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  • Poster presentation
  • Open Access

Assessment of the pathogenicity of the p.K695R and p.A744S Mediterranean fever gene variants

  • 1,
  • 1,
  • 1 and
  • 1
Pediatric Rheumatology201513 (Suppl 1) :P122

https://doi.org/10.1186/1546-0096-13-S1-P122

  • Published:

Keywords

  • Medical Record
  • Positive Association
  • Genetic Testing
  • Gene Variant
  • Clinical Criterion

Question

How strong is the association of the NM_000243:c.2230G>, p. Ala744Ser variant and the c.2084A>G, p.Lys695Arg, with an FMF phenotype? The worldwide population frequency of these variants is 0.001-0.005, and they are uncommon among Israeli referrals for genetic diagnosis of FMF.

Methods

Pathogenicity is indicated by the degree of positive association between the variant in its hetero- and monozygous forms, and an FMF phenotype. Subjects genotyped with p.K695R or p.A744S from 1500 referrals for FMF genetic testing between 2010-14 performed at the Sheba Medical Center, were clinically characterized using medical records or phone interview, by an expert blinded to the genotype. FMF diagnosis, and severity assessed by the Mor score were related to the genotype.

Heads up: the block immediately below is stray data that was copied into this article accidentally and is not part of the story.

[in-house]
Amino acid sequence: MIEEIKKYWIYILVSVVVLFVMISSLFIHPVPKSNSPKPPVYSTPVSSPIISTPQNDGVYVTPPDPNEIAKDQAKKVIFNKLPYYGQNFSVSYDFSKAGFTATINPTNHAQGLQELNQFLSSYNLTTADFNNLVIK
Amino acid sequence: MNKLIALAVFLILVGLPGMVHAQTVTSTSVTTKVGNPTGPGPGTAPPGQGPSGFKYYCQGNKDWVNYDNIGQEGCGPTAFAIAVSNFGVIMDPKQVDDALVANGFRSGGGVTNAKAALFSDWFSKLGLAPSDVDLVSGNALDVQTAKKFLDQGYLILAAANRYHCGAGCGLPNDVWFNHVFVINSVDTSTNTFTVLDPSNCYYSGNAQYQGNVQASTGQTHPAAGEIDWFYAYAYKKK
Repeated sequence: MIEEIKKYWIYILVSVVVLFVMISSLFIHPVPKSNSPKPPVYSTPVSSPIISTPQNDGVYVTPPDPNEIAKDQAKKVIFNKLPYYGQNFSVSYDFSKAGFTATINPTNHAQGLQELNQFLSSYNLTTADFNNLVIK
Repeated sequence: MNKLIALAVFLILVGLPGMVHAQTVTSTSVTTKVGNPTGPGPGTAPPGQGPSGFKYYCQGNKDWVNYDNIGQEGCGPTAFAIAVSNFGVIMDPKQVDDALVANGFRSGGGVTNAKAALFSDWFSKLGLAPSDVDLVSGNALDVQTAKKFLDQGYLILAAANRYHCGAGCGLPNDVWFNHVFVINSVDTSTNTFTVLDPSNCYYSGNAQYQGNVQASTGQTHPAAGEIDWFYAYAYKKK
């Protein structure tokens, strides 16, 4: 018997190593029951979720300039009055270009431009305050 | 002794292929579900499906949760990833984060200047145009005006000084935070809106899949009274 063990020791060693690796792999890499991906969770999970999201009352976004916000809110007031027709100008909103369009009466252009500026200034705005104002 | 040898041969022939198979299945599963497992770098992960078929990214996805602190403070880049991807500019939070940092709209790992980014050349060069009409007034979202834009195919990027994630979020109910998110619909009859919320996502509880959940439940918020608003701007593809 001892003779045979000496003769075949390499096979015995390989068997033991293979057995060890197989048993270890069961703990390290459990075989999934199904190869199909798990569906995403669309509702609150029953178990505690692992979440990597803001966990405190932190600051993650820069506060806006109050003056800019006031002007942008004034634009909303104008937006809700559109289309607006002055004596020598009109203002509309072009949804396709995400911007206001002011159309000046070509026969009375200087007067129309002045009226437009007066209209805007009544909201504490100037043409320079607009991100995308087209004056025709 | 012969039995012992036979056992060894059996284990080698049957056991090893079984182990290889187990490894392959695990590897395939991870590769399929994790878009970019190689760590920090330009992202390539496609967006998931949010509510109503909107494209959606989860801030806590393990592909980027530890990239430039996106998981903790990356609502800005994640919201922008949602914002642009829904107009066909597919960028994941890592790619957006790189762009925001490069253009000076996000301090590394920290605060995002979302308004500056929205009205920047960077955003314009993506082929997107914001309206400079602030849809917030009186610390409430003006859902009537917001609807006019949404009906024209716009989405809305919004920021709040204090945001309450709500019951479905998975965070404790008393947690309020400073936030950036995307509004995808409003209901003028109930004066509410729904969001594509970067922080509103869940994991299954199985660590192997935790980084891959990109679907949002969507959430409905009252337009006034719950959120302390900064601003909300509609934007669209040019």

Results

The p.K695R variant was found in 10 referrals (0.003 frequency) one of whom had a second, p. E148Q variant. All but 2 patients with IBD comorbidity had mild autoinflammatory symptoms. FMF criteria were met in one patient with IBD genotyped p.[R695K(;)E148Q] and 3 heterozygotes (40%). A North African Jewish or Arab ancestry was associated to this variant. The p.A744S variant was found in 17 referrals (0.006 frequency) 7 of whom, 5 heterozygotes and two compound heterozygotes met FMF clinical criteria (41%) with mild severity. However, a homozygous subject and two sibs with a second, p.M694V clearly pathogenic variant were not diagnosed with FMF. p.A744S referrals had in common a Mediterranean ancestry.

Conclusion

The high frequency of FMF among patients carrying the p.A744SS and the p.K695R variants favors the inclusion of these variants within the spectrum of mild pathogenic mutations.

Authors’ Affiliations

(1)
Sheba Medical Center, Heller Institute of Medical Research, Ramant Gan, Israel

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